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guides:debianraid [2007/04/27 13:03]
mario removed raidtools, added section on faulty disks
guides:debianraid [2014/04/02 22:39]
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-======How to set up Linux (Debian) on a Raid====== 
  
-This guide is intended to aid in setting up Linux fully remote, for example on your server, on a Software-Raid (two Harddisks minimum required). While I found lots of guides for setting up a Software-Raid,​ none of them covered a new installation from start to end - so it took me several blind reboots until this guide was written. 
- 
-**Some additional notes:** This guide intends a new installation,​ probably from some bootable CD or similar. But you can as well use it on an existing linux installation. Just make sure you don't delete partitions that keep data you need, and use fdisk rather than sfdisk. If you want existing partitions to be added to a Raid 1 as well (as I assume you want), you can use mdadm'​s --assemble option to add a second partition to the first one. 
- 
-**Again:** This guide intends new installation,​ and therefore empty disks. If you follow it closely, you might loose data if your disks aren't empty! 
- 
- 
-====Requirements:​==== 
- 
-   * (At least) two harddisks 
-   * Access to a remote console on your server 
-   * mdadm and raidtools2 
-   * Coffee and some fingerfood 
- 
-====Links to similar / usefull documents:​==== 
- 
-   * http://​www.tldp.org/​HOWTO/​Software-RAID-HOWTO.html 
-   * http://​deb.riseup.net/​storage/​software-raid/​ 
- 
-====The first steps: Partitioning the Harddisks==== 
- 
-You need to load all ide-modules for your mainboard, so that fdisk shows you the disks (they might be loaded or in your kernel already). Mine are: 
-<​code>​ 
-modprobe ide_generic 
-modprobe sis5513 
-modprobe sata_sis 
-modprobe scsi_mod 
-</​code>​ 
- 
-Then you need the raid-modules (they might be loaded or in your kernel already). These are: 
-<​code>​ 
-modprobe sd_mod 
-modprobe md_mod 
-modprobe raid1 
-modprobe raid0 
-</​code>​ 
- 
-Now we can start partitioning the disks. Partition disk 1 (/dev/sda in my case) first, we can then alter disk 2. BTW: Remember, both disks should never be on the same IDE-channel,​ so good examples are: 
-<​code>​ 
-disk 1: /dev/hda 
-disk 2: /dev/hdc 
-or 
-disk 1: /dev/sda 
-disk 2: /dev/sdb 
-</​code>​ 
-but never use: 
-<​code>​ 
-disk 1: /dev/hda (NO!) 
-disk 2: /dev/hdb (BAD!) 
-</​code>​ 
- 
-I chose to have some Raid 1, and some Raid 0 disks. Why? Raid 1 for the system partitons, where you need reliability. Raid 0 for /tmp and /scratch, because it is fast and it provides more space. It is only for data that I certainly have backups, like when sharing a large file with friends. 
- 
-Afterwards, I want my partitions to look like:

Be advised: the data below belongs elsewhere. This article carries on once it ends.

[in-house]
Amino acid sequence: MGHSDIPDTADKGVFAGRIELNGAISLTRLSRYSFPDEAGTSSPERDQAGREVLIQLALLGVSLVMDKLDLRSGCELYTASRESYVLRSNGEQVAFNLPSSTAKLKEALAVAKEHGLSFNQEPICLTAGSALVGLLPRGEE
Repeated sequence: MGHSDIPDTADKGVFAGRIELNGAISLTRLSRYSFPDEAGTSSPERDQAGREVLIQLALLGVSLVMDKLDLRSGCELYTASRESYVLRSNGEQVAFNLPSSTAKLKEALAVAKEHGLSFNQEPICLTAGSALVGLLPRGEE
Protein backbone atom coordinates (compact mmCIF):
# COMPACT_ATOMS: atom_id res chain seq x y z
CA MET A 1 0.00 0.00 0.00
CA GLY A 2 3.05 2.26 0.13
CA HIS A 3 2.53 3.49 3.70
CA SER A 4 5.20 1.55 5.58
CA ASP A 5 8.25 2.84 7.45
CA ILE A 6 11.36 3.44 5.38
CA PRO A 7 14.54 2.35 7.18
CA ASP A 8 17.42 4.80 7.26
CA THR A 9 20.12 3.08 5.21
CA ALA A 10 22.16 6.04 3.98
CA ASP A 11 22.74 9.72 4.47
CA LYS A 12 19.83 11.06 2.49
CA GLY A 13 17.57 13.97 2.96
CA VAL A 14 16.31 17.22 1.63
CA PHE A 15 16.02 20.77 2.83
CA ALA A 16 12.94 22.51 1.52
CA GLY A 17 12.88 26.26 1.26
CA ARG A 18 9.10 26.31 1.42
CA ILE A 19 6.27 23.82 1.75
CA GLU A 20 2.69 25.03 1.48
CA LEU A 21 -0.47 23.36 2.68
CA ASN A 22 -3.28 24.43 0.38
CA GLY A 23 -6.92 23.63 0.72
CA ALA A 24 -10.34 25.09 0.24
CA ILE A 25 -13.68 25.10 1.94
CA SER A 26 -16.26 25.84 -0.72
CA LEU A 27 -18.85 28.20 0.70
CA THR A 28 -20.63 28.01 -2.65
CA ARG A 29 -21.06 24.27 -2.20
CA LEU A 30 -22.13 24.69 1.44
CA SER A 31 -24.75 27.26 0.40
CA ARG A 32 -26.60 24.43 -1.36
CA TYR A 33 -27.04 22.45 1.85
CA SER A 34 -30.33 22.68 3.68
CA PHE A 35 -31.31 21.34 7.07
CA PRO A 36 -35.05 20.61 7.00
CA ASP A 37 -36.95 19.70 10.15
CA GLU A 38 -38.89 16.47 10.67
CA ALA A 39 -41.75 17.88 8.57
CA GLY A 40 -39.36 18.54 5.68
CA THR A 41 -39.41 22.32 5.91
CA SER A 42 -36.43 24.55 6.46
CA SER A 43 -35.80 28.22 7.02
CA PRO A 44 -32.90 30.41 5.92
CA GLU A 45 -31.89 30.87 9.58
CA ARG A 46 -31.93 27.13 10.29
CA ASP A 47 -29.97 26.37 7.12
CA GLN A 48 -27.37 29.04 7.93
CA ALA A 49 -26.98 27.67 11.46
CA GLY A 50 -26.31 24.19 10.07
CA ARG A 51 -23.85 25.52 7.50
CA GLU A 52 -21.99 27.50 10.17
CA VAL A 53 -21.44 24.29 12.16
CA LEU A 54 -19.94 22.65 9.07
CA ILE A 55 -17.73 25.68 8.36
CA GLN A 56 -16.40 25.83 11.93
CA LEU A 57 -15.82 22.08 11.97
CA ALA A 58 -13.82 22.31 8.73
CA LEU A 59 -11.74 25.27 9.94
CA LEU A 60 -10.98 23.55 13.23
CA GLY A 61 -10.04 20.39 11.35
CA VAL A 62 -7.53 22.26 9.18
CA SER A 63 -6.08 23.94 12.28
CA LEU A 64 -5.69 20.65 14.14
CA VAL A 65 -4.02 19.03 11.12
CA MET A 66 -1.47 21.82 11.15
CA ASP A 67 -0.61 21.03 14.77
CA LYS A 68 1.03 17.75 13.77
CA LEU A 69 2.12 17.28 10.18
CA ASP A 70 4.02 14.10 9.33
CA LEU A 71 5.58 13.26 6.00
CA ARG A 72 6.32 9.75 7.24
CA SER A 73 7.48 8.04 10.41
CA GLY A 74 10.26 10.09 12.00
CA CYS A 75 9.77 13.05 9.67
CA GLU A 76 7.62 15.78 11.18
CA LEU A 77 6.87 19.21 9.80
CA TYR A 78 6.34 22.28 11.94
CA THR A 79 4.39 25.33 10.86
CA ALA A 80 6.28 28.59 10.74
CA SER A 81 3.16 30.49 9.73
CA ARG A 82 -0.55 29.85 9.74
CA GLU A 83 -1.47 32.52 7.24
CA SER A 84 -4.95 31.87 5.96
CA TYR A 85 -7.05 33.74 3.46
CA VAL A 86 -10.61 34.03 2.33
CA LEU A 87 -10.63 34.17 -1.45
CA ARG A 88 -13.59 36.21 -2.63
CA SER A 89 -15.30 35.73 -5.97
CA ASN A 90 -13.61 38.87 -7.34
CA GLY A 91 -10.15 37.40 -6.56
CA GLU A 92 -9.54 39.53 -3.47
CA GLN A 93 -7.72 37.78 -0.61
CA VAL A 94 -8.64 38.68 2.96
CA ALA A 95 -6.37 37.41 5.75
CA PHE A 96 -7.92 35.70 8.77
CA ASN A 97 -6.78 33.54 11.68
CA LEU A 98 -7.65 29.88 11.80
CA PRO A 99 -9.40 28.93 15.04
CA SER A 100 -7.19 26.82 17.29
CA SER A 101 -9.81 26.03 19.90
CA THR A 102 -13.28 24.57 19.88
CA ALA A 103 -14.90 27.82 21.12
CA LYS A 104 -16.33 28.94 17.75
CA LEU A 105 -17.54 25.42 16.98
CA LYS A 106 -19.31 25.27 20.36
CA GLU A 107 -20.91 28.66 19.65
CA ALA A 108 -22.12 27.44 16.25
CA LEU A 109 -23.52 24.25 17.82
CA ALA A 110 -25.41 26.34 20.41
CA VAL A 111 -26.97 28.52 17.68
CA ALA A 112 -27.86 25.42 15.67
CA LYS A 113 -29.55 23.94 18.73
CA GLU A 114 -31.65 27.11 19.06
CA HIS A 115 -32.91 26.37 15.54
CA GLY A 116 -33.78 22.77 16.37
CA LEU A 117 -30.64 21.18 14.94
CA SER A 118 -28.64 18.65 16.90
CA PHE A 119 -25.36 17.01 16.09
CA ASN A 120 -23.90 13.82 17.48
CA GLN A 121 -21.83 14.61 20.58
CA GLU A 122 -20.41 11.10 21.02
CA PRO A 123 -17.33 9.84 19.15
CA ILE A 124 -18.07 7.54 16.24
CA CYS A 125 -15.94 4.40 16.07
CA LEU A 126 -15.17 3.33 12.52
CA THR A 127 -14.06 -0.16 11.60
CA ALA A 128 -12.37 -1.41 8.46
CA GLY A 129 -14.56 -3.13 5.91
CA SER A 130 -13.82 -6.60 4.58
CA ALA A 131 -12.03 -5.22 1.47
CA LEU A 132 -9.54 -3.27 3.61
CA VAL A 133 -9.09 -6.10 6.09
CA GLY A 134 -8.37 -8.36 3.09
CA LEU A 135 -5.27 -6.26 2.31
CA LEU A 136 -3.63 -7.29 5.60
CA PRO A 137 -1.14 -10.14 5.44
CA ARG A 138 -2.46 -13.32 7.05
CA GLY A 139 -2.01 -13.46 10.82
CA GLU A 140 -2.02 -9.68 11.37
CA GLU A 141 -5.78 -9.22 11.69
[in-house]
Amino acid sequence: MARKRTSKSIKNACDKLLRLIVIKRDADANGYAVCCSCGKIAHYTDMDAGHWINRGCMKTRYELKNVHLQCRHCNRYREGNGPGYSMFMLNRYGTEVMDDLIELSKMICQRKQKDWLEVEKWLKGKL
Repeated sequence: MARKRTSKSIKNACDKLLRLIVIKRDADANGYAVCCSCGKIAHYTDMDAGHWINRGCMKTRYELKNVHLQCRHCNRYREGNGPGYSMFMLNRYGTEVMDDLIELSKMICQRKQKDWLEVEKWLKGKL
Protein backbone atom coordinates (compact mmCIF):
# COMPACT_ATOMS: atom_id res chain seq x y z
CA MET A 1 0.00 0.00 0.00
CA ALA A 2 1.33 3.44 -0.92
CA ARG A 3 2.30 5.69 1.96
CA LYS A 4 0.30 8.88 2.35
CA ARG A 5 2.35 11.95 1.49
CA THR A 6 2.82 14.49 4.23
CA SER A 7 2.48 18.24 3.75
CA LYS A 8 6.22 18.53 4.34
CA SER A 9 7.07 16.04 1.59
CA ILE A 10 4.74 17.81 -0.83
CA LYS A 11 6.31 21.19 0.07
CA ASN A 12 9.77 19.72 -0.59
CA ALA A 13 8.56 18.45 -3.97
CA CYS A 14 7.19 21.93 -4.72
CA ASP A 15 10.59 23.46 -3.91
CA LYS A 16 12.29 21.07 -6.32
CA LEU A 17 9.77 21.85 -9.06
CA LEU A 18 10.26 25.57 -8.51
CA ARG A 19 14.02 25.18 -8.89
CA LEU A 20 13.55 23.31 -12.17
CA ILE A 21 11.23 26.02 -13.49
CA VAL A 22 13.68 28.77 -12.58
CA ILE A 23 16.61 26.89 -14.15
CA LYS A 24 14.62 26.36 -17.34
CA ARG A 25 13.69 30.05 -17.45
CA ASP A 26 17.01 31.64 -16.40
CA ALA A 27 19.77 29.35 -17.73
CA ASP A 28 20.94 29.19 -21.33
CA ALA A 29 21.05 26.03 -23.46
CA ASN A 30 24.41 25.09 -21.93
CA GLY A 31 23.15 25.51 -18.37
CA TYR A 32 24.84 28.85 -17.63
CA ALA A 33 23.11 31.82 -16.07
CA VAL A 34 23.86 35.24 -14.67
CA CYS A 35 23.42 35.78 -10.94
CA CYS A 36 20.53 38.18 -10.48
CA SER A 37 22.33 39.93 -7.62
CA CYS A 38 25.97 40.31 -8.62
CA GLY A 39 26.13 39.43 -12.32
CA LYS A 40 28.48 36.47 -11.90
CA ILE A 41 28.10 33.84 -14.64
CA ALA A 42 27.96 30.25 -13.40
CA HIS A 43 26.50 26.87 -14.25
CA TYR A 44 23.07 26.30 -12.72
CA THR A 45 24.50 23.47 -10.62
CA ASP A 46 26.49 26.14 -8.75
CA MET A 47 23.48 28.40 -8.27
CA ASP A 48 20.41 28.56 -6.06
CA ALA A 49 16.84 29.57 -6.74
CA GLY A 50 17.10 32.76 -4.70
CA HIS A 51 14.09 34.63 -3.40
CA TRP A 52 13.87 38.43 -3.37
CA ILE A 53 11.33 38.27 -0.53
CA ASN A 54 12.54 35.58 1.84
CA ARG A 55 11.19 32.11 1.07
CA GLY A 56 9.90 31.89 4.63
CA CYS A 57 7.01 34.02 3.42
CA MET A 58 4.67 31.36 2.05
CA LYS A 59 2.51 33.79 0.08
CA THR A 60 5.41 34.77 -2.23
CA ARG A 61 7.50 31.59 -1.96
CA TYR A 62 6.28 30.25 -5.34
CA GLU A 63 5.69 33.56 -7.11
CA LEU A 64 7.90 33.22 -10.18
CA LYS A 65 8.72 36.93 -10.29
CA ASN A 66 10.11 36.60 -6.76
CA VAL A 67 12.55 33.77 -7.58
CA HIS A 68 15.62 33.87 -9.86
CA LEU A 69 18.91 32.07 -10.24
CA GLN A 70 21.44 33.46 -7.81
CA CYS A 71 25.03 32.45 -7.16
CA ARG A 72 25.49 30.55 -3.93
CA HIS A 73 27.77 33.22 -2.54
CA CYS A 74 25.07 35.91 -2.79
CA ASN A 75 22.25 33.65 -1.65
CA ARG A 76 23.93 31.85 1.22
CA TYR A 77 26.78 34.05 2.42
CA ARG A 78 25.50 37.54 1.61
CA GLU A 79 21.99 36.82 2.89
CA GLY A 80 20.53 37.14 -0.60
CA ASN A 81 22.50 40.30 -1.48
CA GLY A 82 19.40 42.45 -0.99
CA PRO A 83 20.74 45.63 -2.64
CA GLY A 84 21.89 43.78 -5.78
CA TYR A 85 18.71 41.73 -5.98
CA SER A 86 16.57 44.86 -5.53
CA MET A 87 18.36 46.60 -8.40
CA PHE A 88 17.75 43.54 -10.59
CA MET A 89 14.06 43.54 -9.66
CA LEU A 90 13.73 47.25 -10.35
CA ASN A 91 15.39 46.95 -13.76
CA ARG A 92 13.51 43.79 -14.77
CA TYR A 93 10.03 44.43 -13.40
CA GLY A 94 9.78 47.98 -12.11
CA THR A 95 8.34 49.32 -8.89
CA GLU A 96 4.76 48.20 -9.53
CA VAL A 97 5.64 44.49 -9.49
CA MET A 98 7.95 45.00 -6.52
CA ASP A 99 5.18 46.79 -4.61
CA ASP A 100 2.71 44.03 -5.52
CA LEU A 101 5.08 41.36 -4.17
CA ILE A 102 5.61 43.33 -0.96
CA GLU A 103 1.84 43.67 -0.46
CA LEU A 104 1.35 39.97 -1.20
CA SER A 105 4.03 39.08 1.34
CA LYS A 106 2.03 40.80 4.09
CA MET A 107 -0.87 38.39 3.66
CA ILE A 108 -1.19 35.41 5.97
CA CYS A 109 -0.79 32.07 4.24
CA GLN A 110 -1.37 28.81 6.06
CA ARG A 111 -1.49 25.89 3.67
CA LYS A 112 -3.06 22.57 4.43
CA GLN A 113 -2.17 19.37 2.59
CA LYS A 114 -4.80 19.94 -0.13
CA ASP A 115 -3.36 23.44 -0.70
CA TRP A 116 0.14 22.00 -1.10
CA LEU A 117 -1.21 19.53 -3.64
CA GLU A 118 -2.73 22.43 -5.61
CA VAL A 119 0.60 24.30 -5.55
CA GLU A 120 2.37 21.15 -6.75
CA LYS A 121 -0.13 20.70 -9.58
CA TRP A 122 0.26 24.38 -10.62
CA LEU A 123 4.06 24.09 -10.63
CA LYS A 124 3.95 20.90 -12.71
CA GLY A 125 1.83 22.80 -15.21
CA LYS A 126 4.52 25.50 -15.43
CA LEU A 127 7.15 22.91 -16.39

- 
-^mount:​^/​boot^/​^Windows^/​usr^/​var^/​home^/​scratch^/​tmp^swap^ 
-|**Harddisk:​**|sda1|sda2|sda3|sda5|sda6|sda7|sda8|sda9|sda10| 
-|**Harddisk:​**|sdb1|sdb2|sdb3|sdb5|sdb6|sdb7|sdb8|sdb9|sdb10| 
-|**Raid:​**|/​dev/​md0|/​dev/​md1|-|/​dev/​md2|/​dev/​md3|/​dev/​md4|/​dev/​md5|/​dev/​md6|-| 
- 
-<​code>​ 
-# > sfdisk -l /dev/sda 
- 
-Disk /dev/sda: 9964 cylinders, 255 heads, 63 sectors/​track 
-Units = cylinders of 8225280 bytes, blocks of 1024 bytes, counting from 0 
- 
-  Device ​ Boot Start  End  #cyls   #​blocks ​  ​Id ​ System 
-/​dev/​sda1 ​ *     ​0+ ​    ​8 ​    ​9- ​    ​72261 ​  ​fd ​ Linux raid autodetect (raid 1: /boot) 
-/​dev/​sda2 ​       9    132   ​124 ​    ​996030 ​  ​fd ​ Linux raid autodetect (raid 1: /) 
-/​dev/​sda3 ​     133    880   ​748 ​   6008310 ​   c  W95 FAT32 (LBA)       (no raid: Windows) 
-/​dev/​sda4 ​     881   ​9963 ​ 9083   ​72959197+ ​  ​5 ​ Extended 
-/​dev/​sda5 ​     881+  1628   ​748- ​  ​6008278+ ​ fd  Linux raid autodetect (raid 1: /usr) 
-/​dev/​sda6 ​    ​1629+ ​ 2376   ​748- ​  ​6008278+ ​ fd  Linux raid autodetect (raid 1: /var) 
-/​dev/​sda7 ​    ​2377+ ​ 8330  5954-  47825473+ ​ fd  Linux raid autodetect (raid 1: /home) 
-/​dev/​sda8 ​    ​8331+ ​ 9630  1300-  10442218+ ​ fd  Linux raid autodetect (raid 0: /scratch) 
-/​dev/​sda9 ​    ​9631+ ​ 9695    65-    522081 ​  ​fd ​ Linux raid autodetect (raid 0: /tmp) 
-/​dev/​sda10 ​   9696+  9963   ​268- ​  ​2152678+ ​ 82  Linux swap / Solaris ​ (no raid: swap) 
-</​code>​ 
- 
-To set them up like this, use your favorite partition manager. Mine is fdisk and/or sfdisk. Using sfdisk, you can specify the partitons in a script-like manner. You can leave out unneeded fields, for example <​start>,​ and it will start the partition at the first free spot. <​size>​ should be in units, fdisk (see above) tells you how big one unit is and how many your disk has. <id> can be the hexadecimal id of the partition, where all raid-partitions use '​fd'​ ('​0c'​ is FAT32, '​05'​ is an extended patition, '​82'​ is swap). 
-BTW: Don't use raid for your swap, the kernel will make a fast raid 0 out of all swap devices that have the same priority in fstab. 
- 
-<​code>​ 
-echo -e "<​start>,<​size>,<​id>,<​bootable>​\n"​ | sfdisk /​dev/<​disk>​ 
-</​code>​ 
- 
-So for my partitioning sceme I used this call: 
-<​code>​ 
-echo -e "\ 
-,9,0xfd\n\ 
-,​124,​0xfd\n\ 
-,​748,​0x0c,​*\n\ 
-,,0x05\n\ 
-,​748,​0xfd\n\ 
-,​748,​0xfd\n\ 
-,​5954,​0xfd\n\ 
-,​1300,​0xfd\n\ 
-,65,0xfd\n\ 
-,,0x82\n\ 
-" | sfdisk -D -L /dev/sda 
-</​code>​ 
- 
-To copy this partition table to the second disk as well, use this call: 
-<​code>​ 
-sfdisk -d /dev/sda | sfdisk -D -L /dev/sdb 
-</​code>​ 
- 
-====Old: Using raidtools to set up the Raid==== 
- 
-If you like, you can use the outdated [[raidtools-setup]] and then continue below the next section. 
- 
- 
-====New: Using mdadm: setting up the Raid==== 
- 
-Well, mdadm is newer and seems to be more powerful than the old raidtools, so you might prefer this section. To have a little more comfort and automation, I made the following small script to create and set up the whole raid. Set FS to the filesystem of your choice (FS=ext3, FS=reiserfs,​ FS=xfs), and watch out for needed options: 
-<​code>​